US industrial production growth fell to its lowest
level since July 2003, in April, after an easing of new orders and a
fall in job hiring, figures show.
The Institute for Supply Management (ISM) index
fell to 53.3 in April, from 55.2 the previous month.
The index held above 50 for the 23rd straight
month, which ISM said meant the longest growth period since 1989.
CONSUMER SPENDING BOOST FOR US
US consumer spending and personal incomes rose by a
better-than-expected amount in March, official figures show.
Spending increased by 0.6% in the month, while
incomes rose by 0.5%, the US Commerce Department reported.
The figures beat Wall Street forecasts, but came a
day after data showed the US economy grew at its slowest rate in two
years during the first quarter of 2005.
FOREIGN LABOUR ROW OVER BIGGER EU
The first anniversary of an additional 10 countries
joining the EU has sparked debate over immigration.
More than 130,000 people from eastern Europe
applied to work in the UK after their countries joined the EU in 2004.
The Recruitment and Employment Confederation (REC)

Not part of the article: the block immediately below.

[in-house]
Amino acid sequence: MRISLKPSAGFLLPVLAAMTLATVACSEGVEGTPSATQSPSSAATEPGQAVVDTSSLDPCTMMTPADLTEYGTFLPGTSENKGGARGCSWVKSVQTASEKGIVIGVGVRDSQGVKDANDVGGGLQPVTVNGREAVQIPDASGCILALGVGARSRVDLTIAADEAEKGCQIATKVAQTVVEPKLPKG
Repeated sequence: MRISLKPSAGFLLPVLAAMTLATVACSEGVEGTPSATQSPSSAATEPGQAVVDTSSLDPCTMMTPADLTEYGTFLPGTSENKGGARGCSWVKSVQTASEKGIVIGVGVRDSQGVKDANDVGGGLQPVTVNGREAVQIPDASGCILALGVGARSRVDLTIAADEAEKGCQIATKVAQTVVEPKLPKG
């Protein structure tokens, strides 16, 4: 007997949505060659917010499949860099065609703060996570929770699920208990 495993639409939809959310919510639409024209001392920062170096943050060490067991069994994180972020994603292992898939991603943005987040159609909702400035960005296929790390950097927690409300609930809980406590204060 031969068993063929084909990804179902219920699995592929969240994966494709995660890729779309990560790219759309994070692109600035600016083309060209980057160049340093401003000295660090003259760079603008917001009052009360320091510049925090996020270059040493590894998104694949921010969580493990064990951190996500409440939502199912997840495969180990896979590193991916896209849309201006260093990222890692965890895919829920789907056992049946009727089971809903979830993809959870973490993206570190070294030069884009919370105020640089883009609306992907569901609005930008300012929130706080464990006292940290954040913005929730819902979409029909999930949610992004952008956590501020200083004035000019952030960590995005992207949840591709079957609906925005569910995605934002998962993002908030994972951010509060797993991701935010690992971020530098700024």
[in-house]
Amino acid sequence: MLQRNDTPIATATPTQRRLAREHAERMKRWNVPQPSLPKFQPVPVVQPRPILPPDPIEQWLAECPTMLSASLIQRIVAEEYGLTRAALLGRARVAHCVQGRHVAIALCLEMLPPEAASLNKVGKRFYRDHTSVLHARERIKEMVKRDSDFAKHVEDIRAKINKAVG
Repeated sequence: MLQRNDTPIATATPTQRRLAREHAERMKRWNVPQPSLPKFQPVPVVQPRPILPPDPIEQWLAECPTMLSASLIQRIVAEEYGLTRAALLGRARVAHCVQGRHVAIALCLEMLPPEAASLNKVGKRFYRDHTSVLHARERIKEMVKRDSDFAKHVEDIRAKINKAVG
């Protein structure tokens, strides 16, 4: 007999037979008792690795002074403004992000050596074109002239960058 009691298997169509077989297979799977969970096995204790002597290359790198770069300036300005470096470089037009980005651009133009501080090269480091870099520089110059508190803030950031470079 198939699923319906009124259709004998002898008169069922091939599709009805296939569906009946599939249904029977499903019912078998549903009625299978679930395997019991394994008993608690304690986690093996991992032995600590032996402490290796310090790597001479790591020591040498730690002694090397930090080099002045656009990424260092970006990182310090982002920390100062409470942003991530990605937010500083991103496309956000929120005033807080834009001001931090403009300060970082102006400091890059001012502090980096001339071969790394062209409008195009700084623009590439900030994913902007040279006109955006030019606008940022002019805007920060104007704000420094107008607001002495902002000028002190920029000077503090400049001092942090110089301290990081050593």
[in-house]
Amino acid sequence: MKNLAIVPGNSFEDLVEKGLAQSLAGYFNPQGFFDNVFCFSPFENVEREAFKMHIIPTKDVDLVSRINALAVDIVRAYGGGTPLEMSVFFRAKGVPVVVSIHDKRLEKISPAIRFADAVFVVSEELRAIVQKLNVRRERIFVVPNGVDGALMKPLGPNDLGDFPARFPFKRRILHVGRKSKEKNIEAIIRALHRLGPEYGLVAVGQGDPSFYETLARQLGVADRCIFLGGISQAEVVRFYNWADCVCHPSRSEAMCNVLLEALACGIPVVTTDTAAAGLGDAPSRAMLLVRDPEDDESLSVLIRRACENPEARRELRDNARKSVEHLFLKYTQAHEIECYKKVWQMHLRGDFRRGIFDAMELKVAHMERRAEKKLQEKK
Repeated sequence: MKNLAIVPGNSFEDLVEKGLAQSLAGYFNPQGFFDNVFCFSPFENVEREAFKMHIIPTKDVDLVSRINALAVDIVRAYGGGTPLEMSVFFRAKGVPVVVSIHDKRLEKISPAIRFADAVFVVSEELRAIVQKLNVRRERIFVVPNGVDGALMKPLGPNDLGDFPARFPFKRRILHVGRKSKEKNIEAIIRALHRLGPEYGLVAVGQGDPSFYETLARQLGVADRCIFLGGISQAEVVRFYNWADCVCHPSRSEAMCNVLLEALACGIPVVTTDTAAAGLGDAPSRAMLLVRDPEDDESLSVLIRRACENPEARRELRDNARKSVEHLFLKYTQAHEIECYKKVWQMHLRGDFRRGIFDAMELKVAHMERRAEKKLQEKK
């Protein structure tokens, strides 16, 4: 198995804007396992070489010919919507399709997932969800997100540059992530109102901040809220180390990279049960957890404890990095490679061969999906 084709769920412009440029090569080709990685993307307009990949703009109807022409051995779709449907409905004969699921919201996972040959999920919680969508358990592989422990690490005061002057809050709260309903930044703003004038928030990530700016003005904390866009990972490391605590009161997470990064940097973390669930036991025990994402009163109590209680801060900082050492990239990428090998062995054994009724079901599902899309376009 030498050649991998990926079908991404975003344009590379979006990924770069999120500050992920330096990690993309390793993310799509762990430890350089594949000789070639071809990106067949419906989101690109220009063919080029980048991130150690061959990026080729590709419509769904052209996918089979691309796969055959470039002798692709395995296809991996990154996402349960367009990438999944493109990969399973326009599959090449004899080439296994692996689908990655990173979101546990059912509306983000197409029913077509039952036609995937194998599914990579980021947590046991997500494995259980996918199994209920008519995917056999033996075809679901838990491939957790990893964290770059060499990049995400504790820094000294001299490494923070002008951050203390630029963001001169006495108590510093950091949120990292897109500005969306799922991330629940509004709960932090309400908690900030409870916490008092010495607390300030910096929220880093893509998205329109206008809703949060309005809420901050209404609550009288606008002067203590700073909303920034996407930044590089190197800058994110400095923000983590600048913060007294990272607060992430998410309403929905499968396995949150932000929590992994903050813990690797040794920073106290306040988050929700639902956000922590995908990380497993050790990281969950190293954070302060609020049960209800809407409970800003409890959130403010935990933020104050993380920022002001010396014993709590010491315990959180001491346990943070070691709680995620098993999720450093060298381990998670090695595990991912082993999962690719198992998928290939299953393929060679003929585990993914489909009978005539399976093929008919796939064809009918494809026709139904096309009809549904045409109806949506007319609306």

says industries including hospitality, childcare and health are
reliant on these workers.
But the group Migration Watch UK said bringing
labour in from overseas would be "self-defeating".
OIL GIANT ADMITS NIGERIA AID WOES GIANT US OIL FIRM
ChevronTexaco is to change the way it distributes
aid in Nigeria amid fears the present system is stoking conflict.
Its review of its Nigerian aid programme found it
was proving "inadequate, expensive and divisive".
It found that handing funding directly to
communities near oil installations was fuelling local tensions and
creating opportunities for corruption. Over the past decade, the firm
has donated $129m (£69m) in aid in Nigeria.
EUROTUNNEL SEES 2004 SALES SLIDE
Eurotunnel, the operator of the Channel tunnel, has
reported a drop in 2004 car and truck revenues as it faces strong
competition from ferry firms.
Revenue at its core shuttle unit fell 7% to £285m
($543m) from 2003.
Chairman Jacques Gounon said the firm had failed to
react sufficiently to "major evolutions in the cross-Channel